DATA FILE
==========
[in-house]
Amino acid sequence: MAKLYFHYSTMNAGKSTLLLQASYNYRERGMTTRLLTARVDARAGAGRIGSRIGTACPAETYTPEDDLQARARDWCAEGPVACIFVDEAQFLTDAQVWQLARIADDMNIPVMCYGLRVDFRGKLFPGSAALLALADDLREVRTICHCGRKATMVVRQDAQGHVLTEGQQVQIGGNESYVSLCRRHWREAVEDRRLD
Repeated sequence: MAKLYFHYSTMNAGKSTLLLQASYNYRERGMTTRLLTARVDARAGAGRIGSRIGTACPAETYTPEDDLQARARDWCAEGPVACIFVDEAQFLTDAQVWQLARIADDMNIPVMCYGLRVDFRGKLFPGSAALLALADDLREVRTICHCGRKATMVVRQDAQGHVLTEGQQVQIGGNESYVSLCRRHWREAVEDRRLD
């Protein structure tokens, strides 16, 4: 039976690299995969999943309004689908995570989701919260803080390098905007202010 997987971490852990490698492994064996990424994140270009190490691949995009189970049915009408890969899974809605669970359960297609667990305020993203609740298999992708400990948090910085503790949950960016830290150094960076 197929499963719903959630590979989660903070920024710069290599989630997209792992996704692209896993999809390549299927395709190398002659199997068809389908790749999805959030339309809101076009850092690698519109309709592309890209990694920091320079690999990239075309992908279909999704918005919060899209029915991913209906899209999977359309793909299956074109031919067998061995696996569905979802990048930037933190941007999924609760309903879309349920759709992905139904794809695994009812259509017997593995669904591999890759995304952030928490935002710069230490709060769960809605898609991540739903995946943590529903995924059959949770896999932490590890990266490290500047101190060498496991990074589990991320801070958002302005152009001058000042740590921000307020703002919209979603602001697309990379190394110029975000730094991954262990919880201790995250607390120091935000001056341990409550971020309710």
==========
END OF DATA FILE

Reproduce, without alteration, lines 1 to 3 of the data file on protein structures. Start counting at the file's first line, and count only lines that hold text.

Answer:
[in-house]
Amino acid sequence: MAKLYFHYSTMNAGKSTLLLQASYNYRERGMTTRLLTARVDARAGAGRIGSRIGTACPAETYTPEDDLQARARDWCAEGPVACIFVDEAQFLTDAQVWQLARIADDMNIPVMCYGLRVDFRGKLFPGSAALLALADDLREVRTICHCGRKATMVVRQDAQGHVLTEGQQVQIGGNESYVSLCRRHWREAVEDRRLD
Repeated sequence: MAKLYFHYSTMNAGKSTLLLQASYNYRERGMTTRLLTARVDARAGAGRIGSRIGTACPAETYTPEDDLQARARDWCAEGPVACIFVDEAQFLTDAQVWQLARIADDMNIPVMCYGLRVDFRGKLFPGSAALLALADDLREVRTICHCGRKATMVVRQDAQGHVLTEGQQVQIGGNESYVSLCRRHWREAVEDRRLD